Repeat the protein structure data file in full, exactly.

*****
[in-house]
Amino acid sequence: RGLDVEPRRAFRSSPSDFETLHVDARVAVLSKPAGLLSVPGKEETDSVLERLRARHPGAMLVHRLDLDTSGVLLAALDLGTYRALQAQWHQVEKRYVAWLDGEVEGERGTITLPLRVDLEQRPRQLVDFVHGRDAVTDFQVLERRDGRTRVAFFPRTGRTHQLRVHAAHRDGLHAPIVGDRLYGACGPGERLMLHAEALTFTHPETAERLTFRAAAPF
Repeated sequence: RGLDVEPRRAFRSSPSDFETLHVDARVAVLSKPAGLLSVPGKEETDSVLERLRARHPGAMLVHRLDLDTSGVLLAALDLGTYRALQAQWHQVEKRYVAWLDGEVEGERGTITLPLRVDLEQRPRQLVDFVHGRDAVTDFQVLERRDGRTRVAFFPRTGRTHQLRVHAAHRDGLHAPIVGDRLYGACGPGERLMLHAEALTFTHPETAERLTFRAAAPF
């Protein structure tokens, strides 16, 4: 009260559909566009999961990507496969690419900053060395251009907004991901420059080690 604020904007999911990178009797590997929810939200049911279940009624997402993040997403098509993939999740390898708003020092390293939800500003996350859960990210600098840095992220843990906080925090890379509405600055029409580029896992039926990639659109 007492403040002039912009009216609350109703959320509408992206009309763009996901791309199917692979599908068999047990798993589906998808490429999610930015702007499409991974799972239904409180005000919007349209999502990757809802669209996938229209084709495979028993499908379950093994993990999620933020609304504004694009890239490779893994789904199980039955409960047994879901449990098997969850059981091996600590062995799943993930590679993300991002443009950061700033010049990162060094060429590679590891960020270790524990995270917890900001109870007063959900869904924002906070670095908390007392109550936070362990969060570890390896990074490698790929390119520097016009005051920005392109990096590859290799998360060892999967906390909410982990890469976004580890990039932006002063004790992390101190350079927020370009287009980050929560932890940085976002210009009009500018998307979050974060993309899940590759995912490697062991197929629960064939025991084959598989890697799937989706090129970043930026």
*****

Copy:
[in-house]
Amino acid sequence: RGLDVEPRRAFRSSPSDFETLHVDARVAVLSKPAGLLSVPGKEETDSVLERLRARHPGAMLVHRLDLDTSGVLLAALDLGTYRALQAQWHQVEKRYVAWLDGEVEGERGTITLPLRVDLEQRPRQLVDFVHGRDAVTDFQVLERRDGRTRVAFFPRTGRTHQLRVHAAHRDGLHAPIVGDRLYGACGPGERLMLHAEALTFTHPETAERLTFRAAAPF
Repeated sequence: RGLDVEPRRAFRSSPSDFETLHVDARVAVLSKPAGLLSVPGKEETDSVLERLRARHPGAMLVHRLDLDTSGVLLAALDLGTYRALQAQWHQVEKRYVAWLDGEVEGERGTITLPLRVDLEQRPRQLVDFVHGRDAVTDFQVLERRDGRTRVAFFPRTGRTHQLRVHAAHRDGLHAPIVGDRLYGACGPGERLMLHAEALTFTHPETAERLTFRAAAPF
């Protein structure tokens, strides 16, 4: 009260559909566009999961990507496969690419900053060395251009907004991901420059080690 604020904007999911990178009797590997929810939200049911279940009624997402993040997403098509993939999740390898708003020092390293939800500003996350859960990210600098840095992220843990906080925090890379509405600055029409580029896992039926990639659109 007492403040002039912009009216609350109703959320509408992206009309763009996901791309199917692979599908068999047990798993589906998808490429999610930015702007499409991974799972239904409180005000919007349209999502990757809802669209996938229209084709495979028993499908379950093994993990999620933020609304504004694009890239490779893994789904199980039955409960047994879901449990098997969850059981091996600590062995799943993930590679993300991002443009950061700033010049990162060094060429590679590891960020270790524990995270917890900001109870007063959900869904924002906070670095908390007392109550936070362990969060570890390896990074490698790929390119520097016009005051920005392109990096590859290799998360060892999967906390909410982990890469976004580890990039932006002063004790992390101190350079927020370009287009980050929560932890940085976002210009009009500018998307979050974060993309899940590759995912490697062991197929629960064939025991084959598989890697799937989706090129970043930026």